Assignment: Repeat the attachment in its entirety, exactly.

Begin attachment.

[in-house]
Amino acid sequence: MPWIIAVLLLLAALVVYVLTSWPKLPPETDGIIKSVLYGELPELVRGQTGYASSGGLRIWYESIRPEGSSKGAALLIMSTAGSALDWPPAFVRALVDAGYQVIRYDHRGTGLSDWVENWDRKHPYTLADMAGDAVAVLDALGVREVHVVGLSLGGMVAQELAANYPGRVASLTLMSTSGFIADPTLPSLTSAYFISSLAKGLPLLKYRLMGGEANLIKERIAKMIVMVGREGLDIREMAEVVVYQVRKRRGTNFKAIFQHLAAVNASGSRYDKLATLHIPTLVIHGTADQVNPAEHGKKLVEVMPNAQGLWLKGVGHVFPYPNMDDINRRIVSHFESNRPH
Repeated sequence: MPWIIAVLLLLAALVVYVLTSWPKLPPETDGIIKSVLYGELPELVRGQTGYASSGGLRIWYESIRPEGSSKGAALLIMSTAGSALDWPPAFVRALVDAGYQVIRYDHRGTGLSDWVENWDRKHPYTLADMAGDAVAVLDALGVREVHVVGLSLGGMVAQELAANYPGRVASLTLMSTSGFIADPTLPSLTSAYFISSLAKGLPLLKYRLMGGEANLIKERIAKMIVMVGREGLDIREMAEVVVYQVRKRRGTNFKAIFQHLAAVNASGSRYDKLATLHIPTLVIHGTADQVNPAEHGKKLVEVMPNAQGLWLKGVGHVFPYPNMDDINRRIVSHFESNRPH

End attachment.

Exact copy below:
[in-house]
Amino acid sequence: MPWIIAVLLLLAALVVYVLTSWPKLPPETDGIIKSVLYGELPELVRGQTGYASSGGLRIWYESIRPEGSSKGAALLIMSTAGSALDWPPAFVRALVDAGYQVIRYDHRGTGLSDWVENWDRKHPYTLADMAGDAVAVLDALGVREVHVVGLSLGGMVAQELAANYPGRVASLTLMSTSGFIADPTLPSLTSAYFISSLAKGLPLLKYRLMGGEANLIKERIAKMIVMVGREGLDIREMAEVVVYQVRKRRGTNFKAIFQHLAAVNASGSRYDKLATLHIPTLVIHGTADQVNPAEHGKKLVEVMPNAQGLWLKGVGHVFPYPNMDDINRRIVSHFESNRPH
Repeated sequence: MPWIIAVLLLLAALVVYVLTSWPKLPPETDGIIKSVLYGELPELVRGQTGYASSGGLRIWYESIRPEGSSKGAALLIMSTAGSALDWPPAFVRALVDAGYQVIRYDHRGTGLSDWVENWDRKHPYTLADMAGDAVAVLDALGVREVHVVGLSLGGMVAQELAANYPGRVASLTLMSTSGFIADPTLPSLTSAYFISSLAKGLPLLKYRLMGGEANLIKERIAKMIVMVGREGLDIREMAEVVVYQVRKRRGTNFKAIFQHLAAVNASGSRYDKLATLHIPTLVIHGTADQVNPAEHGKKLVEVMPNAQGLWLKGVGHVFPYPNMDDINRRIVSHFESNRPH